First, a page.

Thursday, February 28, 2008

TED 2008

I used to attend a lot of conferences (e.g. Comdex, Network World, DEMO, Morgan Stanley Technology Showcase, NVCA, TechCrunch). Mostly I'd avoid the long, mind-numbing sessions, choosing instead to prowl the hallways and expo floors to serendipitously encounter familiar people and unfamiliar technologies. I found these events to be highly efficient venues for collecting and synthesizing information, for sharing ideas and taking a pulse on new markets.


But physical conferences simply can't keep up with the pace, volume and quality of content that is now available through online discovery and collaboration, which don't levy a heavy tax on our time for travel to and from Vegas (Who Has TIme For This?).


Having said that, there is still one conference I try to never miss. TED was founded in 1984 by Richard Saul Wurman as a dinner party among intellectuals (Marvin Minsky, Benoit Mandelbroit, Nicholas Negroponte...) to explore the convergence of technology, entertainment and design. It has since blossomed into a multi-location summit engaging 1,100 attendees around presentations by many of the most interesting and respected people in the world from science (Steve Pinker, Daniel Dennett, Richard Dawkins, Jane Goodall, Murray Gell-Mann), entertainment (JJ Abrams, Julia Sweeney), technology (Craig Venter, Jeff Hawkins, JImmy Wales, Sergey/Larry), art, literature (Dave Eggers), journalism (Saul Hansen), music (Peter Gabriel, Thomas Dolby), business (Richard Branson, Jeff Bezos), and government (Clinton, Gore, Queen Noor). The sessions now cover topics far broader than the original agenda, confronting the biggest challenges facing our species--global warming, terrorism, genocide, disease, education, human rights. The presentations range from 3 to 18 minutes, punctuated by chances to mingle with the speakers.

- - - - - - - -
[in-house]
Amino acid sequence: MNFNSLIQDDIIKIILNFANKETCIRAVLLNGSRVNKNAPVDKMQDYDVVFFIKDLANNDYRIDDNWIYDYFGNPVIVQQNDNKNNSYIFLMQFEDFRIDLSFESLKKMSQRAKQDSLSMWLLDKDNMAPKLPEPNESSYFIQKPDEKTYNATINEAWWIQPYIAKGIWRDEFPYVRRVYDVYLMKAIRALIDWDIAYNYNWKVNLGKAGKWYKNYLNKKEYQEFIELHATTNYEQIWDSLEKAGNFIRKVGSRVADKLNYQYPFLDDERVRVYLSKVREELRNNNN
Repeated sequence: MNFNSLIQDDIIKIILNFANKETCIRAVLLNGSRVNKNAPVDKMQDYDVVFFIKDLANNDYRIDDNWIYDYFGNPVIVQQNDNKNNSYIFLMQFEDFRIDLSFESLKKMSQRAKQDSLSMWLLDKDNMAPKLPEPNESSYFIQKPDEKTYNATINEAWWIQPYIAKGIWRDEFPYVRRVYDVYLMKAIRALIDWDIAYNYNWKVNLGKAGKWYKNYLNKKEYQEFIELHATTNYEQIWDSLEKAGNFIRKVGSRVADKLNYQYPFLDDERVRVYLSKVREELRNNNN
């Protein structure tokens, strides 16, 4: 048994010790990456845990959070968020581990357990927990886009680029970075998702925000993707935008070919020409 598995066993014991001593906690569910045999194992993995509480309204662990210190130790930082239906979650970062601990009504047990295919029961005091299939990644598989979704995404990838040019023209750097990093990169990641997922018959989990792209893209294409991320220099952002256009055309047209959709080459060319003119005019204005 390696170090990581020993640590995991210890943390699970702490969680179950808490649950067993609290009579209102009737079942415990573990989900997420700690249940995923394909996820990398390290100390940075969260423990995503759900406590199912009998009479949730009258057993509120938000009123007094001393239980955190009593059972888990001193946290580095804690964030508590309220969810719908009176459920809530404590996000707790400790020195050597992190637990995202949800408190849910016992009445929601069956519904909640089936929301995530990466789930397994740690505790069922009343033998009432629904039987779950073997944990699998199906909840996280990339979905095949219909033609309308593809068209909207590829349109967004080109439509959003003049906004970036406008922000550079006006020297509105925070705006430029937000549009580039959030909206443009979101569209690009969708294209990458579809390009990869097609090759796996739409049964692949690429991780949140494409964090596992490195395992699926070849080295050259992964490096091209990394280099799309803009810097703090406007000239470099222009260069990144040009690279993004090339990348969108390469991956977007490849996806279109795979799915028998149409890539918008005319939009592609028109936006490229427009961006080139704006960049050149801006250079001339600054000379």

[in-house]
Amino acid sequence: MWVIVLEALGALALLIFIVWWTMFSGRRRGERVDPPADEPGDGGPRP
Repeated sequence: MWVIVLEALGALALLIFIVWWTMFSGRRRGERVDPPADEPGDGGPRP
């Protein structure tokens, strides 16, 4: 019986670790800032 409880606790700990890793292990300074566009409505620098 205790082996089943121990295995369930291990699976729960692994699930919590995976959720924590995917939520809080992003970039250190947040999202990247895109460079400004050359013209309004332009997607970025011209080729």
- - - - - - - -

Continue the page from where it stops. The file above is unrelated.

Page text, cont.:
But TED is more than a conference. TED now hosts a series of events around the world in Africa, India, Europe... TED operates a rich web site that features the lectures delivered in the events. Every year TED awards a $100,000 prize to three recipients who leverage the TED community to pursue a specific proposal on improving the world. For example, Bill Clinton is using his prize to bring basic healthcare services to Rwanda, and E.O. Wilson has used his prize to launch the Encyclopedia of Life, an online repository of information about the species on Earth.

Perhaps the best and most lasting benefit of TED is the chance to meet new friends among a community of everyday people with a common characteristic: an active ongoing interest in improving one's intellect and one's planet--people like my friend Erik Gordon, who overcame much personal adversity to launch an investment firm with the mission of funding commercial space exploration.

Last year I blogged a bit about TED but this year I plan to share more details in the coming days with these objectives: share some interesting ideas, identify which presentations you may wish to watch on the web, and help you assess TED as an event you might wish to attend.

UPDATE: Here are links to my 6 reports on TED 2008:

TED Wednesday: Literally, A Stroke of Luck

Highlights: Dr Jill Taylor-- Brain scientists decvonstructs her own stroke; Stephen Hawking

TED Thursday Morning: Life Origami

Highlights: Craig Venter and Paul Rothemund on developing CAD tools for synthesizing complex life forms.

TED Thursday Afternoon: Helpful Tips to Survive a Nuclear Explosion

Highlight: Author Dave Eggers

TED Friday Morning: Music, Shrooms and Crows

Highlight: Josh Klein on how smart crows really are. Definitely worth watching.

TED Friday Afternoon: Shining Eyes

Highlight of the Week: Ben Zander leads TED in German choral singing

TED Saturday: Thank You For Being Here

Highlight: Al Gore with more inconvenient slides.

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